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Cochrane Database Syst Rev. 2000;(4):CD002731.

Nedocromil sodium vs. sodium cromoglycate for preventing exercise-induced bronchoconstriction in asthmatics.

Author information

1
Department of Rural Health, Faculty of Medicine, Dentistry and Health Sciences, University of Melbourne, P.O. Box 6500, Shepparton, Victoria, Australia. k.kelly@medicine.unimelb.edu.au

Abstract

BACKGROUND:

Nedocromil sodium and sodium cromoglycate inhaled shortly before exercise appear to reduce the severity of exercise-induced bronchoconstriction. There is some debate over which drug may be more effective.

OBJECTIVES:

The objective of this review was to compare the effects on post-exercise lung function between prophylactic doses of nedocromil sodium (NSG) and sodium cromoglycate (SCG) in persons diagnosed with exercise-induced bronchoconstriction.

SEARCH STRATEGY:

Randomized controlled trials were identified from the Cochrane Airways Review Group Asthma Register which compiles searches of CINAHL, EMBASE, MEDLINE and CENTRAL, plus hand searches for trials in 20 journals. Bibliographies of relevant studies and review articles were searched and primary authors, content experts and manufacturers of drugs were contacted for additional relevant studies. No language restrictions were applied.

SELECTION CRITERIA:

Randomized controlled trials comparing NCS to SCG in prophylactic treatment of exercise-induced bronchoconstriction were eligible. Studies were included if: the participants, aged 6 or over, had a confirmed diagnosis of asthma with exercise-induced bronchoconstriction, were subjected to an exercise challenge sufficient to trigger bronchoconstriction, and the measures of lung function were reported as either changes in forced expiratory volume in one second or peak expiratory flow rate.

DATA COLLECTION AND ANALYSIS:

Data extraction and methodological quality assessments were conducted independently by two reviewers using standard forms and validated assessment criteria. In some cases results were extrapolated from graphs. Results from similar studies were pooled and reported as the weighted mean difference (WMD) or odds ratio (OR) with 95% confidence intervals (CI) using the random effects model.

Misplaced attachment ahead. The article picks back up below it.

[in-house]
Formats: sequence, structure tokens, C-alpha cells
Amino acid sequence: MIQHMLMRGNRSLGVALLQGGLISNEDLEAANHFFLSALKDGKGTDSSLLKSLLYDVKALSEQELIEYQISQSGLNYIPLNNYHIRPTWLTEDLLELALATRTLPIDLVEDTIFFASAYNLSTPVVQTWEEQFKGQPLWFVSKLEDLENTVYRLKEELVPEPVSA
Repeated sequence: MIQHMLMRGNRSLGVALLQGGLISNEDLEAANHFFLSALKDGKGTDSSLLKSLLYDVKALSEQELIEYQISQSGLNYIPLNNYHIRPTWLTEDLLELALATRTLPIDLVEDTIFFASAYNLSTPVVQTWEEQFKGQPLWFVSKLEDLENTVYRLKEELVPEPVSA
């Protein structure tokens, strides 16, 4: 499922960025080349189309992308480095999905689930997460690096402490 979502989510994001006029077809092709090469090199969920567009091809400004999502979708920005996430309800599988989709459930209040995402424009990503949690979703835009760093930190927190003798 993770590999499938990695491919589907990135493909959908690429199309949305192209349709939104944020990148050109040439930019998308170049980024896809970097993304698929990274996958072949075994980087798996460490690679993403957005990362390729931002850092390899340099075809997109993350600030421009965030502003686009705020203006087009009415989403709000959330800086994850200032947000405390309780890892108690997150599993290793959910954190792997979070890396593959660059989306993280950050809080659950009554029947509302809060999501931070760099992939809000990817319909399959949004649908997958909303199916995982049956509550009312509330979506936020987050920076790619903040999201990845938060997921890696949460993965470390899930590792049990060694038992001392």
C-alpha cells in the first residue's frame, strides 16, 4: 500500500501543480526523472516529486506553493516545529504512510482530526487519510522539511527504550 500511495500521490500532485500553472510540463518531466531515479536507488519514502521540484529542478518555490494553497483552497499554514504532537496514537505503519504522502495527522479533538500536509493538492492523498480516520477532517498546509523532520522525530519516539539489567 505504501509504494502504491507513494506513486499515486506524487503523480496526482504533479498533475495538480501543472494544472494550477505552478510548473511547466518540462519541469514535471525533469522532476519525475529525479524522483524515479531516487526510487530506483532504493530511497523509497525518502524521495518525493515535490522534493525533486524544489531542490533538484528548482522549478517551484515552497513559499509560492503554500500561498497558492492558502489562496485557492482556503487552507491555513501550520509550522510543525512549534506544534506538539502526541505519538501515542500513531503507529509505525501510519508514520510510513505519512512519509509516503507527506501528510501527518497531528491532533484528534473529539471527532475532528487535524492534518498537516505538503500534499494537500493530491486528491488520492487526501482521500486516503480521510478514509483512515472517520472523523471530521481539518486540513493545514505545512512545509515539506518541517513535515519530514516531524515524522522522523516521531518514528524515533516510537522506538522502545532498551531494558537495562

MAIN RESULTS:

Of the 92 citations retrieved from the original search, a total of 8 studies were included in this review (117 participants). No significant difference was noted between NCS and SCG with respect to the maximum percent decrease in FEV1 (WMD = -0.88; 95% CI: -4.50, 2.74), complete protection (i.e. maximum % fall FEV1 still =>10%); OR = 0.95; 95% CI: 0.50 to 1.8, clinical protection (i.e. < 50% improvement over placebo); OR = 0.71; 95% CI: 0.36 to 1.39; unpleasant taste (OR = 6.85; 95% CI: 0.77, 60.73), or sore throat (OR = 3.46; 95% CI: 0.32, 37.48). For these pooled comparisons, no statistically significant heterogeneity was identified. Subgroup analyses based on age, dosage of medications and timing of exercise post-inhalation were consistent with the overall pooled analyses.

REVIEWER'S CONCLUSIONS:

No significant differences were evident between the effect of NCS and SCG during the immediate post-exercise period in adults and children with EIB with regards to pulmonary function - specifically maximum percent decrease in FEV1, complete protection, clinical protection, or side effects.

PMID:
11034750
DOI:
10.1002/14651858.CD002731
[Indexed for MEDLINE]

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